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How Do Recent Michigan Supreme Court and MDHHS Orders Regarding COVID-19 Impact Employers?

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Karl W. Butterer
Foster Swift Legal Update E-blast
October 6, 2020

MasksRecent fast-paced orders coming from different corners of State government have left some employers understandably puzzled about how to best comply with COVID-related laws. This article will provide employers guidance based upon the current state of the law, which may change after the publication of this article. 

A Very Short History

On October 2, 2020, the Michigan Supreme Court determined that Governor Whitmer did not have authority after April 30, 2020, to issue or renew executive orders related to the COVID-19 pandemic. Those executive orders included EO 2020 - 153 regarding the wearing of face coverings, EO 2020-176, which set certain requirements for opening or operating businesses, and EO 2020-184 regarding worker protection. The Court held that these executive orders were not enforceable. 

Shortly after the Court’s decision, the Michigan Attorney General suspended her office’s prosecution of violations of those unconstitutional orders. The Attorney General asked other State agencies and law enforcement to use their best judgment to determine whether to exercise their authority to implement and enforce COVID-19 safeguards to fight the pandemic. 

Significantly, on the evening of October 5, 2020, the Michigan Department of Health and Human Services (MDHHS) did just that and issued Emergency Order Under MCL 333.2253 – Gathering Prohibition and Mask Order under the Public Health Code. The MDHSS order implemented new restrictions and procedures to reduce the spread of COVID. 

What Does This Mean for Employers?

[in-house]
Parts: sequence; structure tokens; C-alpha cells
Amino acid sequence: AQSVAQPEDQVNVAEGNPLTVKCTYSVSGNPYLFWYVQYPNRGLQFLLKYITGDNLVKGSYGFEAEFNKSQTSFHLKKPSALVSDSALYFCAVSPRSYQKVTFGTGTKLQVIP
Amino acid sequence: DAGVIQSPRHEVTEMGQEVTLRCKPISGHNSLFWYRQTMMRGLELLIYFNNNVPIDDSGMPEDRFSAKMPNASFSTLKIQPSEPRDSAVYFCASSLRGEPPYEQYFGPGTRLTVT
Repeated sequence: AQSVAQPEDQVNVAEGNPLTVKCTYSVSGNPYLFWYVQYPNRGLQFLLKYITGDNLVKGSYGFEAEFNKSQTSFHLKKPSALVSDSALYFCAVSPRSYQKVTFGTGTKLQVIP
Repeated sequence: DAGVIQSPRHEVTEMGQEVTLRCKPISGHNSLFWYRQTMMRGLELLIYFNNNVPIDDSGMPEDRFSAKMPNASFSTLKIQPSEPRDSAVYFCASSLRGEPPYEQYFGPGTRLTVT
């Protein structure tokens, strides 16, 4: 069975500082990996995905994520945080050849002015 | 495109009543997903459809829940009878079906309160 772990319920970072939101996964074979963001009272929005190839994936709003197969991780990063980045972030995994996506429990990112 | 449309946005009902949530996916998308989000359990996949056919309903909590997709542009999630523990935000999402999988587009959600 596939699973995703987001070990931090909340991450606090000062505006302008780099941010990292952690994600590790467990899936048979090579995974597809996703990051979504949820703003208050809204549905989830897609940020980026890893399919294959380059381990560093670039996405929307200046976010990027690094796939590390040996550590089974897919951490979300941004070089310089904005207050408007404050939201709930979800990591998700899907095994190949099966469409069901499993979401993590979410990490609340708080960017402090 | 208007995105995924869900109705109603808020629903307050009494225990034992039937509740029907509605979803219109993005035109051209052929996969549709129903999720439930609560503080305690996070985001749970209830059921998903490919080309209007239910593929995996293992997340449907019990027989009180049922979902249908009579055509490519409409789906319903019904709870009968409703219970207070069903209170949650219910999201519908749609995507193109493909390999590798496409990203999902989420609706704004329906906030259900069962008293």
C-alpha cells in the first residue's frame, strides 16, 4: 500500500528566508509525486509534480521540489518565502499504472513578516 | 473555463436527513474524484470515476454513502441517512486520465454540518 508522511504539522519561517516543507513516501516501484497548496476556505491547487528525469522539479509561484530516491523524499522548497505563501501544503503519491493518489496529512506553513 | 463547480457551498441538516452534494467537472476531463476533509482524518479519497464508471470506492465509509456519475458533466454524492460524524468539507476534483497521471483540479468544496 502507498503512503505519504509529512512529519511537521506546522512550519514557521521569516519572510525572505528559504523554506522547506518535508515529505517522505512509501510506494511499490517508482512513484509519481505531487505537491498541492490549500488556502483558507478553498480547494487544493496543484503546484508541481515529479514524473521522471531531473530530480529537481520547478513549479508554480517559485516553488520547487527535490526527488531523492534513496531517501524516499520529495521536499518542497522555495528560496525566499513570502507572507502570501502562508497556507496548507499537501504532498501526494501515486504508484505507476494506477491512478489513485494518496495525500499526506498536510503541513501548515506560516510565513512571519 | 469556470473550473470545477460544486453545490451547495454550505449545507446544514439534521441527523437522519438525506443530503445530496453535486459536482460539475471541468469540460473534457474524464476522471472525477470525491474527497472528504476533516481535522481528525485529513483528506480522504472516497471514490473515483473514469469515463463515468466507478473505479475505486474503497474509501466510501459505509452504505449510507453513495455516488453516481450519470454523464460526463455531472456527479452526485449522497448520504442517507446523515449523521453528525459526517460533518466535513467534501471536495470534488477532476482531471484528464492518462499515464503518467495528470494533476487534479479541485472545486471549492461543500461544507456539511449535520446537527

Until a court issues an order rendering the MDHHS order unenforceable, employers who violate the MDHHS order are at risk for criminal prosecution, civil fines, licensing actions by regulatory agencies, and enforcement by local police. The specifics of the MDHHS order can be found here. Below are some of the most important instructions for employers: 

  • Require all individuals – including employees and members of the public - to wear a face covering whenever there is an indoor gathering, which includes the workplace. There are some exceptions[1]. A gathering is any occurrence of where people from multiple households are present in a shared space in a group of two or more.
  • Require people not part of the same household to keep a social distance of six feet, including by designing the gathering to encourage and maintain social distancing.

Have Other Agencies Issued Rules Which Employers Must Follow?

Many county health departments are contemplating or have already implemented their own version of mask and other restrictions on gatherings. In addition, the Michigan Occupational Safety and Health Administration (MIOSHA) has issued citations against employers under its general authority to regulate the health and safety of workplaces. MIOSHA based these citations on site inspections, during which it claims the employers had deficiencies in health screenings, face coverings, employee training, cleaning measures and overall preparedness plans.   

We will continue to monitor this situation and provide updates when they become available. In the interim, we urge caution in changing preparedness plans and workplace policies, including screening and wearing of face coverings, until more sufficient clarity is available.

For questions concerning this communication, please contact:

For questions or assistance related to COVID-19, contact your Foster Swift attorney or a member of Foster Swift’s Coronavirus Task Force:

Or contact the leaders of any of our practice areas, who are continuously monitoring the legal impacts of COVID-19:    

To read the COVID-19 updates published by our practice groups - from municipal law to workers compensation to tax law - please visit https://www.fosterswift.com/f-coronavirus-legal-resource-page.html

[1] Exceptions include schools in Region 6, children under five years old, those who cannot medically tolerate a face covering, those engaged in a public safety role, among others.  See Paragraph 3 of the Order for a full list of exceptions.